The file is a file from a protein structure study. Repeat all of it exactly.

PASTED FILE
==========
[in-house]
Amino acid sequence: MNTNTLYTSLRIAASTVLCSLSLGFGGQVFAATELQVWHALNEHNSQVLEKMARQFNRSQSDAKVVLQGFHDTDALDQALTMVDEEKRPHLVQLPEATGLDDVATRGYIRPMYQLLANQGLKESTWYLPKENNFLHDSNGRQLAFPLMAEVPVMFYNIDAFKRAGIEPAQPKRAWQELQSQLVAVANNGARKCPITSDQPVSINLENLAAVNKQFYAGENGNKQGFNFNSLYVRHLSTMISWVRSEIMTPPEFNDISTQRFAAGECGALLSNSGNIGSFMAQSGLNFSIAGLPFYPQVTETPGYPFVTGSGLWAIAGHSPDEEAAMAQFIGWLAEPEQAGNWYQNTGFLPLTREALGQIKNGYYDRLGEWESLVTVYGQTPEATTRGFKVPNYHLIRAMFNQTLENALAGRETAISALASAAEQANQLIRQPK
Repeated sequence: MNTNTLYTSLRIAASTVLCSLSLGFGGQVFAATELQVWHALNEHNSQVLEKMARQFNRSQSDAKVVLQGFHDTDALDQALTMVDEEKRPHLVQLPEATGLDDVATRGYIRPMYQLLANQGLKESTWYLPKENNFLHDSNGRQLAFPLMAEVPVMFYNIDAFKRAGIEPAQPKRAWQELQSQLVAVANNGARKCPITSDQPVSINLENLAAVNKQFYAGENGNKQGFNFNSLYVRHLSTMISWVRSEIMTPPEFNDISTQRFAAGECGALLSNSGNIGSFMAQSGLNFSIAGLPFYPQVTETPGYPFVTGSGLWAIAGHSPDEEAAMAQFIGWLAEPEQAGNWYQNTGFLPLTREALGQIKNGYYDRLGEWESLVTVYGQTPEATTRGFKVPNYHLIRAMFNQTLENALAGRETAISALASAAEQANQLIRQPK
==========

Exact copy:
[in-house]
Amino acid sequence: MNTNTLYTSLRIAASTVLCSLSLGFGGQVFAATELQVWHALNEHNSQVLEKMARQFNRSQSDAKVVLQGFHDTDALDQALTMVDEEKRPHLVQLPEATGLDDVATRGYIRPMYQLLANQGLKESTWYLPKENNFLHDSNGRQLAFPLMAEVPVMFYNIDAFKRAGIEPAQPKRAWQELQSQLVAVANNGARKCPITSDQPVSINLENLAAVNKQFYAGENGNKQGFNFNSLYVRHLSTMISWVRSEIMTPPEFNDISTQRFAAGECGALLSNSGNIGSFMAQSGLNFSIAGLPFYPQVTETPGYPFVTGSGLWAIAGHSPDEEAAMAQFIGWLAEPEQAGNWYQNTGFLPLTREALGQIKNGYYDRLGEWESLVTVYGQTPEATTRGFKVPNYHLIRAMFNQTLENALAGRETAISALASAAEQANQLIRQPK
Repeated sequence: MNTNTLYTSLRIAASTVLCSLSLGFGGQVFAATELQVWHALNEHNSQVLEKMARQFNRSQSDAKVVLQGFHDTDALDQALTMVDEEKRPHLVQLPEATGLDDVATRGYIRPMYQLLANQGLKESTWYLPKENNFLHDSNGRQLAFPLMAEVPVMFYNIDAFKRAGIEPAQPKRAWQELQSQLVAVANNGARKCPITSDQPVSINLENLAAVNKQFYAGENGNKQGFNFNSLYVRHLSTMISWVRSEIMTPPEFNDISTQRFAAGECGALLSNSGNIGSFMAQSGLNFSIAGLPFYPQVTETPGYPFVTGSGLWAIAGHSPDEEAAMAQFIGWLAEPEQAGNWYQNTGFLPLTREALGQIKNGYYDRLGEWESLVTVYGQTPEATTRGFKVPNYHLIRAMFNQTLENALAGRETAISALASAAEQANQLIRQPK